The longtime senator would be almost certain to be easily confirmed by his colleagues on Capitol Hill.
If Obama taps Kerry for State, the president will create a potential problem for Democrats by opening a Senate seat — one that recently defeated Republican Sen. Scott Brown is eyeing. Brown had been elected as Massachusetts' other senator in January 2010 after Democrat Ted Kennedy died, stunning the political world as he took the seat held by Kennedy for decades. Brown lost that seat in the November election.
House Democratic women had cast the criticism of Rice as sexist and racist — she is African-American — and some expressed disappointment with the news.
"If judged fairly based solely on her qualifications for the job, she would've made an extraordinary secretary of state," said Rep. Karen Bass, D-Calif., a member of the House Foreign Affairs Committee.
Rice did not have a strong relationship with members of the Senate. Graham, who is the top Republican on the Appropriations subcommittee that handles foreign aid and the State Department, said he barely knew her.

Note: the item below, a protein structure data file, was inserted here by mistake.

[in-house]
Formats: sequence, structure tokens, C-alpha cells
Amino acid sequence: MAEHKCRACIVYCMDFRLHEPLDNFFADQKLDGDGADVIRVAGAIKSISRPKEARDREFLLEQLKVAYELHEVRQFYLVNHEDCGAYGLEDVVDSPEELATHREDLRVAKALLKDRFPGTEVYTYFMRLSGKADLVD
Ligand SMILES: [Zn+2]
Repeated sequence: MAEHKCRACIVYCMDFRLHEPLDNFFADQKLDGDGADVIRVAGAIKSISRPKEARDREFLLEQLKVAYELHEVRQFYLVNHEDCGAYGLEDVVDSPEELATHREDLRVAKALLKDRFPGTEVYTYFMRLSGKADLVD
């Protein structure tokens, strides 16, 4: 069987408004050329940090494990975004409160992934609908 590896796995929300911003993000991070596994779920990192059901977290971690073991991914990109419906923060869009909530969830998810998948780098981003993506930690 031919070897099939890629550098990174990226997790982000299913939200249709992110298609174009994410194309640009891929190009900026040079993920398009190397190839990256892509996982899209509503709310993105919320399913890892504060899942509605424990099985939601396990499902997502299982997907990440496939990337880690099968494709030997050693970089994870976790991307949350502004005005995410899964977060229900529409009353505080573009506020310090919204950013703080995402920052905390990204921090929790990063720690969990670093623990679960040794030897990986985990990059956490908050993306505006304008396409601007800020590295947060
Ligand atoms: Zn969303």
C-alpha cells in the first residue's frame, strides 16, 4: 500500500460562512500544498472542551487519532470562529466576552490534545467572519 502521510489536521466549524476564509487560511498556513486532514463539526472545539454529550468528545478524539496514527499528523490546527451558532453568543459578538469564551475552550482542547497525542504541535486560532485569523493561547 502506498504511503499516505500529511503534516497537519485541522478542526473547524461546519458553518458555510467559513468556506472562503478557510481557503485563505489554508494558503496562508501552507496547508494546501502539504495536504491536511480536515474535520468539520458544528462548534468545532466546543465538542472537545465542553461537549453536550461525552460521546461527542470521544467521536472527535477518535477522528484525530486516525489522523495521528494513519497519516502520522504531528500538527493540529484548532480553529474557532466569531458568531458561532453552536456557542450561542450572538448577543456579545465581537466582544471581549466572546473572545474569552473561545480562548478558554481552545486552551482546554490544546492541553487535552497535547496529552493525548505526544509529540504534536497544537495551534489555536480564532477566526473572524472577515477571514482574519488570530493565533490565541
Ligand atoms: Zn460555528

In a brief statement, a spokesman for McCain said the senator "thanks Ambassador Rice for her service to the country and wishes her well. He will continue to seek all the facts surrounding the attack on our consulate in Benghazi."
Rice's decision comes ahead of the anticipated release next week of a report by an Accountability Review Board into the attack on the Benghazi mission. The report ordered by Clinton, focuses on the run-up to and the actual attack and is not expected to mention Rice's role in its aftermath.
Clinton is to testify about the report before Congress next Thursday.
At issue is the explanation Rice offered in a series of talk show appearances five days after the attack in Libya.